The House this morning voted to allow a $690 million highway bridge over the federally protected St. Croix River, ending decades of legal and legislative wrangling and setting in motion what would be the largest bridge project in Minnesota history.
The bill (S. 1134) from Sen. Amy Klobuchar (D-Minn.) and Rep. Michele Bachmann (R-Minn.) passed 339-80, easily surpassing the two-thirds majority needed under a procedure known as suspension of the rules, which does not allow any amendments. It passed the Senate by unanimous consent in January (Greenwire, Jan. 24).
The bill, which exempts the bridge from protections under the Wild and Scenic Rivers Act, was opposed by 64 Democrats, including Minnesota Reps. Betty McCollum and Keith Ellison, who argued the project is a boondoggle that will siphon funding away from other critical bridge projects.
They were joined by 16 Republicans, most of whom are viewed as environmental moderates.
"Congress' passage of this $700 million bridge bill doesn't diminish its excessive cost, size, negative effect on Highway 36 traffic congestion, or its adverse impact on the St. Croix River," McCollum said after the vote. "Replacing one bridge at a cost of $700 million to the exclusion of more than 1,100 other structurally deficient bridges in Minnesota places too many communities and motorists at risk."
Critics of the bridge, which include Taxpayers for Common Sense and the National Parks Conservation Association, argued the St. Croix River Crossing project will cost dozens of times more on a per-vehicle basis than what it cost to rebuild Minnesota's Interstate 35W bridge after it collapsed over the Mississippi River in Minneapolis in 2007.
Environmentalists warned that lifting protections in place since 1968 would set a bad precedent for other waterways covered under the Wild and Scenic Rivers Act. If signed into law, the bill would be the first time Congress has ever exempted a bridge project from the Wild and Scenic Rivers Act, which protects 12,598 miles of 203 rivers in 38 states.
"This action harms the St. Croix and puts at risk nearly 200 rivers across the nation, when more could have been done to protect them," said Craig Obey, senior vice president for government affairs for NPCA.
The vote is a victory for bridge advocates who have argued a new crossing is needed to replace an 80-year-old lift bridge that, when elevated, causes congestion in downtown Stillwater, Minn. The new bridge is expected to improve traffic safety, reduce water pollution in the St. Croix and improve commuting for residents on the Wisconsin side of the bridge.
Wisconsin Reps. Ron Kind (D) and Tammy Baldwin (D) in a letter to colleagues before today's vote urged Democrats to consider support for the bridge from a handful of labor groups including AFL-CIO, the International Union of Operating Engineers and the North Central States Regional Council of Carpenters. For some, the potential for new jobs appears to have outweighed cost or environmental concerns.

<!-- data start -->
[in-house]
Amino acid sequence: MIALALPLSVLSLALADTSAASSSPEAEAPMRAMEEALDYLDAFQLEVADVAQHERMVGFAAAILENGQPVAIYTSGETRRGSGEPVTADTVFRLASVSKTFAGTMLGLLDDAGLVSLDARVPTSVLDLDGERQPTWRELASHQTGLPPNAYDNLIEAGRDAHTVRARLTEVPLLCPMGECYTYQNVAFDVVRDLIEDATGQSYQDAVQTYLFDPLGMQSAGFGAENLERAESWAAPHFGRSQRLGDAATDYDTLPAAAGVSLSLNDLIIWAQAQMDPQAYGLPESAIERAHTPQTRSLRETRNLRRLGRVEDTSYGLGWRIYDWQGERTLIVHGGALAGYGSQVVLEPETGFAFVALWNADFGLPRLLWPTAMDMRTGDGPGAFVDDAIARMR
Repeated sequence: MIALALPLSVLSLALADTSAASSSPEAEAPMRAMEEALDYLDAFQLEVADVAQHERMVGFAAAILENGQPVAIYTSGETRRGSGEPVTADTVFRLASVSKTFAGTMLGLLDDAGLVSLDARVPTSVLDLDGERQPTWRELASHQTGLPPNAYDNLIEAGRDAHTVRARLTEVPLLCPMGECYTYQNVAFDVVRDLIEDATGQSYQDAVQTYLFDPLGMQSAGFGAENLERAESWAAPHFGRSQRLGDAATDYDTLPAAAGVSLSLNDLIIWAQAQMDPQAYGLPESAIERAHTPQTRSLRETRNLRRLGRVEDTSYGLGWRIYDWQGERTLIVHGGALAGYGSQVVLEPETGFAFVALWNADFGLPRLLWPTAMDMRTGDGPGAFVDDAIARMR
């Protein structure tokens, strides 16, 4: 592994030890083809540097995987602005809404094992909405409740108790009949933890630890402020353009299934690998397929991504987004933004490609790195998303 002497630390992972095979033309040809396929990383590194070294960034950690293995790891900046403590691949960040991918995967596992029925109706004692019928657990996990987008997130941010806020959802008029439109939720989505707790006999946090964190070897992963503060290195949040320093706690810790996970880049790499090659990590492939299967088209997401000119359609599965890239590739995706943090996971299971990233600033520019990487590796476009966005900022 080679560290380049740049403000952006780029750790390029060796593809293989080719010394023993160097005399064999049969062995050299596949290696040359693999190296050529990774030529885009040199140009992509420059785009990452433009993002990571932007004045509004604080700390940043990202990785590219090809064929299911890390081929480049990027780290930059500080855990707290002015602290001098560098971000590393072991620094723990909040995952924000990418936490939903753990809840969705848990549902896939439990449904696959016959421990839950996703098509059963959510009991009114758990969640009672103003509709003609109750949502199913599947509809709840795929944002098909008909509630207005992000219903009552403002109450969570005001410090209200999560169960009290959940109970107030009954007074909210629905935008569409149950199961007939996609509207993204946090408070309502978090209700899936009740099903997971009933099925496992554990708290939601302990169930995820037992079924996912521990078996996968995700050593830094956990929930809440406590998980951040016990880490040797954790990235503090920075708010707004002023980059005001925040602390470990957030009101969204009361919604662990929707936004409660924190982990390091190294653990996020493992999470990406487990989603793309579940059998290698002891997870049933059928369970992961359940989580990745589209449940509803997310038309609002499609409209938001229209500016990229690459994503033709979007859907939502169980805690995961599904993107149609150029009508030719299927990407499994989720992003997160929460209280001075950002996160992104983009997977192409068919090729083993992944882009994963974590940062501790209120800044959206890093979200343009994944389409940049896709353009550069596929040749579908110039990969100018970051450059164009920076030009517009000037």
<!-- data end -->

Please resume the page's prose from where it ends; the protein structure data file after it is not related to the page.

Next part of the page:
Bachmann said the project's price tag could have been contained had it not been for the years of legal attacks from opponents.
"After decades of bureaucratic holdups and frivolous lawsuits from radical environmentalists, the people of the St. Croix River Valley will finally have their bridge," Bachmann said in a statement following this morning's vote. "I represent the most patient people in the nation and I could not be more thrilled about the outcome of today's vote."
In floor debate last night, Bachmann argued the bridge would have cost $80 million to complete back in 1992 if opponents had not tied the project up for decades in the federal courts.
"We are here in full, square agreement with the administration saying, 'Let's get this done on behalf of the people of these two states.'" she said. "Let's do what should have been done decades ago."
The project was last approved in 2006 by the federal Department of Transportation. But the National Park Service in 2010 said the impacts to the river cannot "be avoided or eliminated," and therefore that the project cannot comply with the Wild and Scenic Rivers Act. Local officials are strongly opposed to removing the Stillwater lift bridge, which is listed on the National Register of Historic Places.
The current plan calls for turning the lift bridge into a bicycle and pedestrian loop trail.
Interior Secretary Ken Salazar yesterday reiterated his agency's position on the bridge, saying "a wild and scenic river is a wild and scenic river." However, with unanimous support from the Senate and overwhelming support in the House, a presidential veto would be unlikely.
Small changes have been made to existing wild and scenic designations for things like lamprey eel remediation or contouring of river banks, but never to authorize a transportation project.
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